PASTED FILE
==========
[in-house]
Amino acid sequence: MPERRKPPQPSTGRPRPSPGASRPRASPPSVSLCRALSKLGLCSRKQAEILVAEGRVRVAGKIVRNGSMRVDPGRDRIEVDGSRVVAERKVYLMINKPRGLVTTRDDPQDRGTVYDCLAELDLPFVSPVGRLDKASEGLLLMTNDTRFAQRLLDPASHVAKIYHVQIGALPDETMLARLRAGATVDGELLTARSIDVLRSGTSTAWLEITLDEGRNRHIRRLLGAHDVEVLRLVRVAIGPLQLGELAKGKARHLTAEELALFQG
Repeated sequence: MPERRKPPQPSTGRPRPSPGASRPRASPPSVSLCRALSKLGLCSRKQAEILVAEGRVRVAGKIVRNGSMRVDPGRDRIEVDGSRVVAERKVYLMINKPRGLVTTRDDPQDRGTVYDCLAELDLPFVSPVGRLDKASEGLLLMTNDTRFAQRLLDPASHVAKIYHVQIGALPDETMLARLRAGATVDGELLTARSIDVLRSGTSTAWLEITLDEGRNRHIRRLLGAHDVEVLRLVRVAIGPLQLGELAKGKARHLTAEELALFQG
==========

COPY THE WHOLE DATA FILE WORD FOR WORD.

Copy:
[in-house]
Amino acid sequence: MPERRKPPQPSTGRPRPSPGASRPRASPPSVSLCRALSKLGLCSRKQAEILVAEGRVRVAGKIVRNGSMRVDPGRDRIEVDGSRVVAERKVYLMINKPRGLVTTRDDPQDRGTVYDCLAELDLPFVSPVGRLDKASEGLLLMTNDTRFAQRLLDPASHVAKIYHVQIGALPDETMLARLRAGATVDGELLTARSIDVLRSGTSTAWLEITLDEGRNRHIRRLLGAHDVEVLRLVRVAIGPLQLGELAKGKARHLTAEELALFQG
Repeated sequence: MPERRKPPQPSTGRPRPSPGASRPRASPPSVSLCRALSKLGLCSRKQAEILVAEGRVRVAGKIVRNGSMRVDPGRDRIEVDGSRVVAERKVYLMINKPRGLVTTRDDPQDRGTVYDCLAELDLPFVSPVGRLDKASEGLLLMTNDTRFAQRLLDPASHVAKIYHVQIGALPDETMLARLRAGATVDGELLTARSIDVLRSGTSTAWLEITLDEGRNRHIRRLLGAHDVEVLRLVRVAIGPLQLGELAKGKARHLTAEELALFQG